Gov. Haley R. Barbour is convinced Mississippi’s economic future is brighter than ever, in part because employment has already reached pre-Katrina levels.

In a nearly two-hour discussion with a handful of newspaper editors and publishers on a recent Friday over a working lunch of muffaletta sandwiches, bow tie pasta, cookies and iced tea in a conference room in his executive suite atop the E.T. Woolfolk Building in downtown Jackson, Barbour characterized his two and a half years in office as reform-minded.

Touting a projected $100 million in cash reserves, the first-term Republican governor said the state has not been in better financial shape since the now late Gov. Daniel Kirkwood Fordice, a fellow member of the GOP, left office in 2000.

The governor cautioned about one-time monies spiking state revenues — like the $9 billion in cash in the wake of Katrina, noting that another $4 billion in federal grants to Coast homeowners will be forthcoming.

Barbour told the gathering that when he took office he inherited a $720 million budget deficit from the Musgrove administration, including $80 million in unpaid Medicaid bills.

The state lost 38,000 jobs in the four years Musgrove, a Democrat, was governor, Barbour pointed out.

In February, the state was back to pre-Katrina employment figures, the governor said. Since January 2004, Mississippi has gained 20,000 jobs, even with the 60,000 lost immediately after Katrina.

“I’m confident we’ll have record employment in Mississippi either this calendar year or at least within the next 12 months,” Barbour said.

Tort reform, an issue Barbour campaigned on, is one of the most important jobs creation issues, the governor told reporters.

“Tort reform has helped us. We’ve passed the most offensive tort reform bill in the country,” Barbour said.

Doctors are coming back, the state’s principal medical liability carrier cut rates 5 percent and gave a 10 percent rebate, he said.

What’s more, businesses report they can get general liability insurance and it’s costing less, the governor said.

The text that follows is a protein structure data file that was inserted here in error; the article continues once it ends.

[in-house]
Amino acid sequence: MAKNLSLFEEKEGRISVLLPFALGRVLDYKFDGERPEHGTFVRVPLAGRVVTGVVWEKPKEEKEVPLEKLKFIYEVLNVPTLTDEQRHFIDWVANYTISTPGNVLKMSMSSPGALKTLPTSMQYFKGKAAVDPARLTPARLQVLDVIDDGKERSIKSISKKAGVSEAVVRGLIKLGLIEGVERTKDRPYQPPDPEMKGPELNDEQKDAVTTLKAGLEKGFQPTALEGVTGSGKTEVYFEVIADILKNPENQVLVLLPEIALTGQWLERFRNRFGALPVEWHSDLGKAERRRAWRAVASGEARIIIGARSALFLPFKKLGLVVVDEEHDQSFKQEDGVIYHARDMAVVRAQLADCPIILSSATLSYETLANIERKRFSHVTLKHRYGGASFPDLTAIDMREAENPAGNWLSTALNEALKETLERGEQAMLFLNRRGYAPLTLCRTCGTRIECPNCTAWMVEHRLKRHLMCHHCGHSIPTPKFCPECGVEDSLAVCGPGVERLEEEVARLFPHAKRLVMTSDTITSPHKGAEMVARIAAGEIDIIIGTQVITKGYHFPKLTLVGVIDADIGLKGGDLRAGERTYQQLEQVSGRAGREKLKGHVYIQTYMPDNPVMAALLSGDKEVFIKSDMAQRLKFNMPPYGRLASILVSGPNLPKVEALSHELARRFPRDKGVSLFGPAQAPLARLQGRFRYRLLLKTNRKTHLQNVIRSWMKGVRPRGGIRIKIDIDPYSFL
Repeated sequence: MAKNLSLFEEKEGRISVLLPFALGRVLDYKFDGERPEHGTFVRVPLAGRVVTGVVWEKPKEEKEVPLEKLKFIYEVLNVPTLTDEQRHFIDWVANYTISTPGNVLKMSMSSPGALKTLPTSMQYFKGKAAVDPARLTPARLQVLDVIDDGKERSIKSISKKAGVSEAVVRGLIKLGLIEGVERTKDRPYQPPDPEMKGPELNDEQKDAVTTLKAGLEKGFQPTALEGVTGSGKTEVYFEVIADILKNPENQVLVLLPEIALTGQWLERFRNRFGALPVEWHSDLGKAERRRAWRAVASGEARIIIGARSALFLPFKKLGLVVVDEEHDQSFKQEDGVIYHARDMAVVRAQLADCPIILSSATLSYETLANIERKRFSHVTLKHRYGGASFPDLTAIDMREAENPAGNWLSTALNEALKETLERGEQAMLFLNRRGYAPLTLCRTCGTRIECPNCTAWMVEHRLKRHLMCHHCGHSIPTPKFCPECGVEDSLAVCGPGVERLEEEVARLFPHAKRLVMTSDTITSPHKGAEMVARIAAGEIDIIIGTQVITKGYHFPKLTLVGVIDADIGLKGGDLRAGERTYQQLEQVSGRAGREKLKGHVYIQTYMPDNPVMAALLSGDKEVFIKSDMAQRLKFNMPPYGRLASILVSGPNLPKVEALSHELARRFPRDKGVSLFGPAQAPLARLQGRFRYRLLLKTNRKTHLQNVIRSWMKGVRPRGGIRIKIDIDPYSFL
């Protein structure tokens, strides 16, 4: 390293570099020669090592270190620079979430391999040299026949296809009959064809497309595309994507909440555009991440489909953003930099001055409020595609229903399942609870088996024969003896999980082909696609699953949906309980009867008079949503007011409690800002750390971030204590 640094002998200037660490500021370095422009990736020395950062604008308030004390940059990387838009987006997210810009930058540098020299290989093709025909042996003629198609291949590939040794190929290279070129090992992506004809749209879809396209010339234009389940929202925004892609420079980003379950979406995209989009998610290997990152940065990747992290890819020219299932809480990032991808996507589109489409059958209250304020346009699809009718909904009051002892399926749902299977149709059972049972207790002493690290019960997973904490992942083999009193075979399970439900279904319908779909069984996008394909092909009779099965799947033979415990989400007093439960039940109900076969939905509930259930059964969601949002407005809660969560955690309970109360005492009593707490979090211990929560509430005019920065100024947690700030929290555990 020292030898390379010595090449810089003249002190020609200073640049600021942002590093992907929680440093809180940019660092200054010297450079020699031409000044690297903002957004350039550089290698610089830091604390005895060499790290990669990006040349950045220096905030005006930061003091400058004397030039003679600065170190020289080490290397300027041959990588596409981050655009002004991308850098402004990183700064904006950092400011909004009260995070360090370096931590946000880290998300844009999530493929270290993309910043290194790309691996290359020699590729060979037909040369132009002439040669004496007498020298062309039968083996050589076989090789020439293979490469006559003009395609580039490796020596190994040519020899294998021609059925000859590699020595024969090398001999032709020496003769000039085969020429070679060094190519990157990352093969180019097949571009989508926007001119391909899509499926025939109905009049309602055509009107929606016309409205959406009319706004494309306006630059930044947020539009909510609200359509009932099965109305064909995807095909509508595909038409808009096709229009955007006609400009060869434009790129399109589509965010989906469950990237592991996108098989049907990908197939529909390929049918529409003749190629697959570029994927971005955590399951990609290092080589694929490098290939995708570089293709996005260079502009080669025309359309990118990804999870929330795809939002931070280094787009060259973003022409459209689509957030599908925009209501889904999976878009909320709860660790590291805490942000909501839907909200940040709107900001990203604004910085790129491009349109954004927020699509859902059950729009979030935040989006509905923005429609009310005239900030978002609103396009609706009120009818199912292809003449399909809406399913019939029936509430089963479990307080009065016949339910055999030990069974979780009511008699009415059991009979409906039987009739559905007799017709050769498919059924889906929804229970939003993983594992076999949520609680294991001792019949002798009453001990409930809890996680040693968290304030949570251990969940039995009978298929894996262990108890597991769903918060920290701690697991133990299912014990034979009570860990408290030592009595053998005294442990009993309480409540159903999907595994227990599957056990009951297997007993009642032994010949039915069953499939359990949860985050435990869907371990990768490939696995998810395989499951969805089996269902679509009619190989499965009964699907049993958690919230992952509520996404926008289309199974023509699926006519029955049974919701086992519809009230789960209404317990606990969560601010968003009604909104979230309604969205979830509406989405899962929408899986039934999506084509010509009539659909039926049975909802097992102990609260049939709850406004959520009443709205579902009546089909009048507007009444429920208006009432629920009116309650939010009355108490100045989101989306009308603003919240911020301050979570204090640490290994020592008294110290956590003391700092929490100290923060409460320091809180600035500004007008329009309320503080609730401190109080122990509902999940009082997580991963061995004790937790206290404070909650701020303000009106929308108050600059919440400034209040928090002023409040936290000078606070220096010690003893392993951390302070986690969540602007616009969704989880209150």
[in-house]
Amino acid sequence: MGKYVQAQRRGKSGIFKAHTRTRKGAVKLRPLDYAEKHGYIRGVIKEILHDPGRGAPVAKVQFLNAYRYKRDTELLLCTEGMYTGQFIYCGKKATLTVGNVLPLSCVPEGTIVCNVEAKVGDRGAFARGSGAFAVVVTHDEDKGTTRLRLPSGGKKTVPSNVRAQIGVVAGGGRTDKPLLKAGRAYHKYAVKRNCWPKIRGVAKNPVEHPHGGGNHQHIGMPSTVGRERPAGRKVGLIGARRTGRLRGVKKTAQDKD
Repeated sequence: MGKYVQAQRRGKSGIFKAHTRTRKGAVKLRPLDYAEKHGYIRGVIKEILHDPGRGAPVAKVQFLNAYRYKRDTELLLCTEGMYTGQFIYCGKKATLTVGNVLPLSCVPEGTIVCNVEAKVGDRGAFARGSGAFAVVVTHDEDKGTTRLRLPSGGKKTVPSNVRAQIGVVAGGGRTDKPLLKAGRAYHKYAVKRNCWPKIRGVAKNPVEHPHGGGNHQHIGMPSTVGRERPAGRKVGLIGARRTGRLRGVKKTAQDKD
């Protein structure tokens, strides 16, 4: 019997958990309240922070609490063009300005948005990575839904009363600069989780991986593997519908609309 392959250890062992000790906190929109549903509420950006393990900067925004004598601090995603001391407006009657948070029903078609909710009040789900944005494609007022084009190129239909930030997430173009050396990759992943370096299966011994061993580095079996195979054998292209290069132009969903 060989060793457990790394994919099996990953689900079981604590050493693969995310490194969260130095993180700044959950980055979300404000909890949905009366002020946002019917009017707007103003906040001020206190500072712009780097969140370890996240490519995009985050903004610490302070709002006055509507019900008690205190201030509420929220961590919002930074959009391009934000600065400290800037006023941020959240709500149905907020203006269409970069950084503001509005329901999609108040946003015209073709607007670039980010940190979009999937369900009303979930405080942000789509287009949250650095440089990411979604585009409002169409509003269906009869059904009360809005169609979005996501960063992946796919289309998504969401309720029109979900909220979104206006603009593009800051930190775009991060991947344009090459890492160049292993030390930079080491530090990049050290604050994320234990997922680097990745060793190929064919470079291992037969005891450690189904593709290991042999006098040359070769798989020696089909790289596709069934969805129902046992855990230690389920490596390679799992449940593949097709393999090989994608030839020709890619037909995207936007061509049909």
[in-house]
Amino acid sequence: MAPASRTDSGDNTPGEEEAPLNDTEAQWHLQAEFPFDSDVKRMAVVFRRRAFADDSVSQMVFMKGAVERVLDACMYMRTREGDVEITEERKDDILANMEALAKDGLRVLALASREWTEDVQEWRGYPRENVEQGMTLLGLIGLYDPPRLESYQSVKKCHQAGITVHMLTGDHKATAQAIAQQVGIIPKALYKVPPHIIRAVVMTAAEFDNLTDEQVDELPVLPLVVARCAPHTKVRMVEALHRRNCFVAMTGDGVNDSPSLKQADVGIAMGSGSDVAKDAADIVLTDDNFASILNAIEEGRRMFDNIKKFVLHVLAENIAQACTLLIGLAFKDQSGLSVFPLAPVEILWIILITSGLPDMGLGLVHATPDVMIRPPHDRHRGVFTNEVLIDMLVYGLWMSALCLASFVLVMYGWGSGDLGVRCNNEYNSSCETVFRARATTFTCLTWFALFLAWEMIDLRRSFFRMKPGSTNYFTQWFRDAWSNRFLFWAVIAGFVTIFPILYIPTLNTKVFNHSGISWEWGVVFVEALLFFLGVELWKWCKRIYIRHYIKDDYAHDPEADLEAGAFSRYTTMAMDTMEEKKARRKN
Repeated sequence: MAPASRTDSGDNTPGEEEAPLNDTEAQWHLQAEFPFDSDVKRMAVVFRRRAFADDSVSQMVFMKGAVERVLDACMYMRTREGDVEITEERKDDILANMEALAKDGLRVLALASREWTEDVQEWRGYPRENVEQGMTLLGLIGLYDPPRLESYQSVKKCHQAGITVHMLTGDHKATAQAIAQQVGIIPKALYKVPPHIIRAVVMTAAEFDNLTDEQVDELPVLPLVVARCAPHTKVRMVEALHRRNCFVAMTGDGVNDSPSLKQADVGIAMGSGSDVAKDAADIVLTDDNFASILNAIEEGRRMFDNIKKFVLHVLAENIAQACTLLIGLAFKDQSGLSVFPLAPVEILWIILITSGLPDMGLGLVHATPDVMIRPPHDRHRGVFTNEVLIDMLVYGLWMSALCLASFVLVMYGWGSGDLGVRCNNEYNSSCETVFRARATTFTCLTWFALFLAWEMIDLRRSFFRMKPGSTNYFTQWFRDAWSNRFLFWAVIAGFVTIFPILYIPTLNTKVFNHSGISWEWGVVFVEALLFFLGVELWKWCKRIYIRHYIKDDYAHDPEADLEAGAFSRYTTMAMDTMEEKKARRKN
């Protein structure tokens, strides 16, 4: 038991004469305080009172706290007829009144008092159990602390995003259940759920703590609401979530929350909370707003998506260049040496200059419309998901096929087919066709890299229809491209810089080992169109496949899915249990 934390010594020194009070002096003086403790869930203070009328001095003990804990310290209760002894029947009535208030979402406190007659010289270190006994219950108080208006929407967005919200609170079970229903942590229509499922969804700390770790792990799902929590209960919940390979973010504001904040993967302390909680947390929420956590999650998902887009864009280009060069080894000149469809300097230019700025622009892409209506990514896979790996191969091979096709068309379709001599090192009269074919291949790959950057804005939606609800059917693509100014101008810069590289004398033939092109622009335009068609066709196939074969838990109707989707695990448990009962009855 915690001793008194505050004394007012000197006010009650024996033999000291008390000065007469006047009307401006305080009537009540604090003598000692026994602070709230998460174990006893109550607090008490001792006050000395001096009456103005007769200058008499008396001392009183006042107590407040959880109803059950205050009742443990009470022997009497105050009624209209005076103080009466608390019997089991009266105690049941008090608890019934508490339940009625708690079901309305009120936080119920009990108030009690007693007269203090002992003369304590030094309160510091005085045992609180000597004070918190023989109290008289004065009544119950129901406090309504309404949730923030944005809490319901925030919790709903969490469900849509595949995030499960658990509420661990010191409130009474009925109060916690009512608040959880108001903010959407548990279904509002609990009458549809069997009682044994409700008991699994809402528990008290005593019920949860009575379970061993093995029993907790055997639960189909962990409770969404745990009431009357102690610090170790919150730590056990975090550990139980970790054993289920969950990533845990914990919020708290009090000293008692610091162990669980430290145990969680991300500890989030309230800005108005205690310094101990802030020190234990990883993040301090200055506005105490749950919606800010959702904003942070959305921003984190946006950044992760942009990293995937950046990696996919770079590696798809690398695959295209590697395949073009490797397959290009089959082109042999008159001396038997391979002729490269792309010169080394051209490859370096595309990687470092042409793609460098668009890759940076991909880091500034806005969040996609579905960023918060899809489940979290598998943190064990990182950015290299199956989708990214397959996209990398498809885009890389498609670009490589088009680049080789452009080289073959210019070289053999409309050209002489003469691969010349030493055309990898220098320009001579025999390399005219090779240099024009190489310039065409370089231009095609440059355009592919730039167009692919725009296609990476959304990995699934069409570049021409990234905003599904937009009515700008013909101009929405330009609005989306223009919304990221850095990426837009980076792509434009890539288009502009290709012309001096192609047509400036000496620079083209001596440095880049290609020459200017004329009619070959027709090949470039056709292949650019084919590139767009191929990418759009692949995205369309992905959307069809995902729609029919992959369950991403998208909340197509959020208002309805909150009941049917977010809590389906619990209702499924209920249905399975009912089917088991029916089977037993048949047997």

Another reform he outlined was employment security and getting the office under his control. Since then, there has been a 35 percent increase in jobs placement and the Legislature has doubled spending to $26 million for the community colleges that administer the programs, a figure that could go as high as $35 million this year, Barbour said.

Personal income is going up, more people are working and the result is more taxable income, higher tax receipts “without raising anybody’s taxes,” Barbour declared.

The state economist is predicting 11 percent increase in state revenue this year, and since March revenues have gone up faster than that.

Barbour commended the Legislature for its bipartisanship and spending control, — expenses up only seven tenths of a percent — even while revenues are rising.

Barbour pointed to several key measures of his that passed this legislative session.

Since he has been governor Barbour said state funding for K-12 school districts has increased $323 million, or 19 percent. In addition to this funding increase, state officials have kept the promise of two consecutive 8 percent increases in teacher pay.

In his State of State address in January, the governor said his biggest spending priority was to restore higher education funding, which for universities was cut 7 percent in the previous administration and 17 percent on the community college level.

Meanwhile, universities have experienced a nearly 15 percent increase in enrollment and the community colleges nearly 25 percent.

This session universities received 16 percent more, or $90 million, but since most of that is earmarked for pay increases officials say they will still have to raise tuition. Community colleges received a 12 percent funding increase.

Barbour mentioned the first substantial state pay raise in six years using realignment, comparing the private sector and the average wages of public employees in neighboring states. For example, state troopers will receive a $5,000 raise. The minimum raise for a state employee is $1,500.

Barbour again ruled out a run for the White House in 2008, saying the events of Katrina intervened providentially and that he feels a strong commitment to guide Mississippi through the rebuilding phase.

“The biggest thing I’ve got to do right now is make sure that we get all the resources we need from the federal government and that we use them wisely, effectively and with accountability,” Barbour said, nothing that no other state has ever received the billions in aid Mississippi’s Congressional delegation has secured.